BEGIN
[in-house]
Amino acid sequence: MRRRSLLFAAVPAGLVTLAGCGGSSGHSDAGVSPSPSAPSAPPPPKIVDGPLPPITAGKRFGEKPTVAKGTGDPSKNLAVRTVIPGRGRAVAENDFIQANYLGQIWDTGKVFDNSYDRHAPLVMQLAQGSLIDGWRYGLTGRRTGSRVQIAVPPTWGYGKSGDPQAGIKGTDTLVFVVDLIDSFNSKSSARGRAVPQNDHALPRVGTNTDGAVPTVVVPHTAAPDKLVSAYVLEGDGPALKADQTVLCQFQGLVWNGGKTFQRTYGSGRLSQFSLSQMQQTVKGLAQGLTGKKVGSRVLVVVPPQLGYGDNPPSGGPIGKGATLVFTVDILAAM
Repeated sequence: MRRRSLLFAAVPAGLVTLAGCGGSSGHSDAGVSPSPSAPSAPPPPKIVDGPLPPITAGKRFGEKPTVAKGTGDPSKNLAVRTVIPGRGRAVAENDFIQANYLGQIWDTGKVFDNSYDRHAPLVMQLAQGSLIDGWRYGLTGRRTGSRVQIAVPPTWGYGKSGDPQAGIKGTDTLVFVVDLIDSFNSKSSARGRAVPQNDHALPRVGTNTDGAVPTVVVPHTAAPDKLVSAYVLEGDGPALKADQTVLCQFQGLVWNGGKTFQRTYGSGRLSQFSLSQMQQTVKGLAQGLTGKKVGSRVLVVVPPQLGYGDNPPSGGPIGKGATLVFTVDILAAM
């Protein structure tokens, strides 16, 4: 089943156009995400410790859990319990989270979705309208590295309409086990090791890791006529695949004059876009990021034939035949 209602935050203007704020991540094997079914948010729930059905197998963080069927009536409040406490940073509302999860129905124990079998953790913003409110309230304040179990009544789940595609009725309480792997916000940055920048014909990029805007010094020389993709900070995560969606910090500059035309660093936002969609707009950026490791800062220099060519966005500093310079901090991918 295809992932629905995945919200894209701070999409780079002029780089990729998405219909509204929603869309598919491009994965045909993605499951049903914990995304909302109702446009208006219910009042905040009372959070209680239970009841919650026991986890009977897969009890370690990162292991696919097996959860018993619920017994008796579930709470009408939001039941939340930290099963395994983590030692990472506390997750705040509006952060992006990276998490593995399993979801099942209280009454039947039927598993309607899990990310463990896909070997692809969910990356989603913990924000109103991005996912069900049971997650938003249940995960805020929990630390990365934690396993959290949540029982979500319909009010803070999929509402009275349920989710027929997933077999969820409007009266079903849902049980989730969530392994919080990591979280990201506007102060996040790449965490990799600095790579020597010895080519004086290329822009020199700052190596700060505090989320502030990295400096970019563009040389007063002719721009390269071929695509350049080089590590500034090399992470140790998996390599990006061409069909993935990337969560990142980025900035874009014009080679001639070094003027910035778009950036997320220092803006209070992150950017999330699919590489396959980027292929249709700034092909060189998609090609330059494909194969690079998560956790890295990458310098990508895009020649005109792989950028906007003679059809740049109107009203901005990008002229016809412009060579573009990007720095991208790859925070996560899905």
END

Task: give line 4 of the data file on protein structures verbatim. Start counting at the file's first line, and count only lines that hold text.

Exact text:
């Protein structure tokens, strides 16, 4: 089943156009995400410790859990319990989270979705309208590295309409086990090791890791006529695949004059876009990021034939035949 209602935050203007704020991540094997079914948010729930059905197998963080069927009536409040406490940073509302999860129905124990079998953790913003409110309230304040179990009544789940595609009725309480792997916000940055920048014909990029805007010094020389993709900070995560969606910090500059035309660093936002969609707009950026490791800062220099060519966005500093310079901090991918 295809992932629905995945919200894209701070999409780079002029780089990729998405219909509204929603869309598919491009994965045909993605499951049903914990995304909302109702446009208006219910009042905040009372959070209680239970009841919650026991986890009977897969009890370690990162292991696919097996959860018993619920017994008796579930709470009408939001039941939340930290099963395994983590030692990472506390997750705040509006952060992006990276998490593995399993979801099942209280009454039947039927598993309607899990990310463990896909070997692809969910990356989603913990924000109103991005996912069900049971997650938003249940995960805020929990630390990365934690396993959290949540029982979500319909009010803070999929509402009275349920989710027929997933077999969820409007009266079903849902049980989730969530392994919080990591979280990201506007102060996040790449965490990799600095790579020597010895080519004086290329822009020199700052190596700060505090989320502030990295400096970019563009040389007063002719721009390269071929695509350049080089590590500034090399992470140790998996390599990006061409069909993935990337969560990142980025900035874009014009080679001639070094003027910035778009950036997320220092803006209070992150950017999330699919590489396959980027292929249709700034092909060189998609090609330059494909194969690079998560956790890295990458310098990508895009020649005109792989950028906007003679059809740049109107009203901005990008002229016809412009060579573009990007720095991208790859925070996560899905």